Different Beliefs and Teaching Vocabulary: Memory-Based V.S Function-Based Beliefs
International Journal of Language and Linguistics
Volume 1, Issue 4-1, December 2013, Pages: 11-19
Published: Jun. 14, 2014
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Mozhgan Alsadat Ghaffarzadeh Hassankiadeh, Islamic Azad University, Tonekabon Branch, Iran
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Teachers’ ideas, their views of the world, their values and conceptions of their environment will affect seriously on their actions in the classroom. And these actions consequently will lead to some reactions in learners which cannot be separated from those of teachers. So based on the importance of these insights and views, the current paper investigates the effects of language teachers’ beliefs on learners’ intake in language learning classrooms. Among different areas of language learning, vocabulary was selected to examine because of its significant role in learning to communicate through language. So the research attempts to identify which one of the teachers' lexicon teaching beliefs is more effective in enhancing learners' vocabulary intake. The beliefs which are under question are divided into two groups: Memory-based and Function-based beliefs about teaching lexicon. The purpose of the study is to examine the effects of teachers’ actions (closely related to their stated beliefs) on learning vocabulary by Iranian EFL learners. 100 learners and their teachers were selected randomly based on Morgan’s table for sampling. The findings indicate that: a) the learners who were taught by teachers that placed more emphasis on function-based beliefs are more successful in learning lexicon than those who were taught by teachers focusing more on Memory-based beliefs; b) the result is the same for both genders.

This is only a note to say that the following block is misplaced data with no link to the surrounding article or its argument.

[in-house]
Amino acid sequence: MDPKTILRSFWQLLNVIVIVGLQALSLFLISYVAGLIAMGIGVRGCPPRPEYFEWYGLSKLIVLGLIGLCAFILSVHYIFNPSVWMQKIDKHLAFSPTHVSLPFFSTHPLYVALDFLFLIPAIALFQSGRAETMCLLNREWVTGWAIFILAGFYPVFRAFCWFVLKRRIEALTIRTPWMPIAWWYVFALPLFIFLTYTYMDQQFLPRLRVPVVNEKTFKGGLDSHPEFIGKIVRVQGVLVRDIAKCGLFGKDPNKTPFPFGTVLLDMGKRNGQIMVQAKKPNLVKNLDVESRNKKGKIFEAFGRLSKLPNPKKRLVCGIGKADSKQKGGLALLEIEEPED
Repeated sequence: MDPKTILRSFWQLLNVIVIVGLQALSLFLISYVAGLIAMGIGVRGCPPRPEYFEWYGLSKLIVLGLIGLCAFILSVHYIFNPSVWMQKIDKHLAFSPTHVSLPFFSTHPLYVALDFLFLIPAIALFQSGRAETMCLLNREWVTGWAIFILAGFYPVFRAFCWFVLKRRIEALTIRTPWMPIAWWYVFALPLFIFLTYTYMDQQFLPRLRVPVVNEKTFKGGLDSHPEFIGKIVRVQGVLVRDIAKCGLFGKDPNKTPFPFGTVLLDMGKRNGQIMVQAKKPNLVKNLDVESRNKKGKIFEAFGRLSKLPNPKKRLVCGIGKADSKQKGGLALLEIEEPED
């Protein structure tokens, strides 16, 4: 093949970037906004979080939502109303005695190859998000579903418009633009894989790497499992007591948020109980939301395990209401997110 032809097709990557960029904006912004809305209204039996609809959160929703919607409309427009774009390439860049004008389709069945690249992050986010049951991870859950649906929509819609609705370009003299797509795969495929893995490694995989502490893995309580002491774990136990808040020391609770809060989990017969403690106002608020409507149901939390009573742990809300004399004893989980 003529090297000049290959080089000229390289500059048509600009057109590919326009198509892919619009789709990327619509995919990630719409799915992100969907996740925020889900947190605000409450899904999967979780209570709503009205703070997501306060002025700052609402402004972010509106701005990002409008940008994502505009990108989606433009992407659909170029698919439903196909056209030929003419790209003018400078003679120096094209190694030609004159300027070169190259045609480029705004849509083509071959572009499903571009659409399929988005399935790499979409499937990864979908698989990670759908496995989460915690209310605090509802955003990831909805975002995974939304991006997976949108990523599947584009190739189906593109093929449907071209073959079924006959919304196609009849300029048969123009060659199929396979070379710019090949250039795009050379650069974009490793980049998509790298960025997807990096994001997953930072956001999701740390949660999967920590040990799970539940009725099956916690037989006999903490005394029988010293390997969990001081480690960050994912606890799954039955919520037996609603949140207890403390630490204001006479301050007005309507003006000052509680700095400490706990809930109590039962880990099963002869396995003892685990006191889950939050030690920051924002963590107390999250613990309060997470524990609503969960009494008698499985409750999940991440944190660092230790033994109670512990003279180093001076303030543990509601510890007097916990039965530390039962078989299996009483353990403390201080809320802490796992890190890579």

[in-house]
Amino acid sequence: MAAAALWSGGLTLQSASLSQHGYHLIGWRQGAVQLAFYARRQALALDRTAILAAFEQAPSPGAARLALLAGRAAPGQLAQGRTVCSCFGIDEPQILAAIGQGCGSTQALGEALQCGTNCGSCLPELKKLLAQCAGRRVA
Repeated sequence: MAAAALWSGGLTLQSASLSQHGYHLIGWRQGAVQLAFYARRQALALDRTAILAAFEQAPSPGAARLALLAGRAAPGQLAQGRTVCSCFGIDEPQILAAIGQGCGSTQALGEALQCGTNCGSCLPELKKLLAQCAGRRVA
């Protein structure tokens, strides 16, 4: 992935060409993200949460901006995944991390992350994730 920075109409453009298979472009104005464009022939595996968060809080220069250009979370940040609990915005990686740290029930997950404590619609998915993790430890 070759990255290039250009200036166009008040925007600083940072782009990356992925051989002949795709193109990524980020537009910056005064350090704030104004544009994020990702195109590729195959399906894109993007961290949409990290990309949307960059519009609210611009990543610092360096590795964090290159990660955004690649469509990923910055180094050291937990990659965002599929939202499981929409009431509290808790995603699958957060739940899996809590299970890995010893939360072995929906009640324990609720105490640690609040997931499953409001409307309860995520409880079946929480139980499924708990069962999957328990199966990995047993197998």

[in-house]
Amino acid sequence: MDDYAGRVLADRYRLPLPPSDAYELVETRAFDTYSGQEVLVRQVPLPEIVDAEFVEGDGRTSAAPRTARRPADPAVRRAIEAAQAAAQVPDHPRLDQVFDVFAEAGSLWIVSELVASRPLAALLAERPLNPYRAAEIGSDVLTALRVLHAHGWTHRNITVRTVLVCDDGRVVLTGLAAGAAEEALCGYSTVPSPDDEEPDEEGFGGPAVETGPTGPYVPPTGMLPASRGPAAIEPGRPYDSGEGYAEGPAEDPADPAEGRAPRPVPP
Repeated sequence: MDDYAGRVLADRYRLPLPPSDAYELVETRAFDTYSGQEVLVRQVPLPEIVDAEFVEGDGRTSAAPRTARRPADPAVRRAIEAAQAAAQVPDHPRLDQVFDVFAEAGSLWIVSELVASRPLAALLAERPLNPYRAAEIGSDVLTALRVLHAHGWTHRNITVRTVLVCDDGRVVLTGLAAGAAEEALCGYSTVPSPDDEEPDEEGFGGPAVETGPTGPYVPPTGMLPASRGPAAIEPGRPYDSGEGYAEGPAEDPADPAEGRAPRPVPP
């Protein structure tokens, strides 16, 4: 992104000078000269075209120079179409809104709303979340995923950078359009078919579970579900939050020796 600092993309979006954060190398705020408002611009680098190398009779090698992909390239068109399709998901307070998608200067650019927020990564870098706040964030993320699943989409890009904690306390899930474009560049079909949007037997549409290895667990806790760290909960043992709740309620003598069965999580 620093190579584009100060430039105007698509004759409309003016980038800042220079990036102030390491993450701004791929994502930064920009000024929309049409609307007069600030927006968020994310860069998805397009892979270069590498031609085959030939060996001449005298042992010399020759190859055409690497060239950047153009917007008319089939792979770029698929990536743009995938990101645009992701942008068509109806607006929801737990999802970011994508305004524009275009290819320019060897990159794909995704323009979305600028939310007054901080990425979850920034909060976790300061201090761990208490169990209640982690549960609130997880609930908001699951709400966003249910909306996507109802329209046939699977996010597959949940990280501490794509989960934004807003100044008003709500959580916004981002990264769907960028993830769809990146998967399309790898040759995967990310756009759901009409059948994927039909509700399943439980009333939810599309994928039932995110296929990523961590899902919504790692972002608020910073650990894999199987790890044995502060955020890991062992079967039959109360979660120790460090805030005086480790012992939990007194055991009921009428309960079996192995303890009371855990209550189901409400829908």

Memory-Based Beliefs, Function-Based Beliefs, Teaching Lexicon, Vocabulary Intake, Teachers’ Beliefs
To cite this article
Mozhgan Alsadat Ghaffarzadeh Hassankiadeh, Different Beliefs and Teaching Vocabulary: Memory-Based V.S Function-Based Beliefs, International Journal of Language and Linguistics. Special Issue: Language Teaching and Learning Key Principles (LTLKP). Vol. 1, No. 4-1, 2013, pp. 11-19. doi: 10.11648/j.ijll.s.20130101.13
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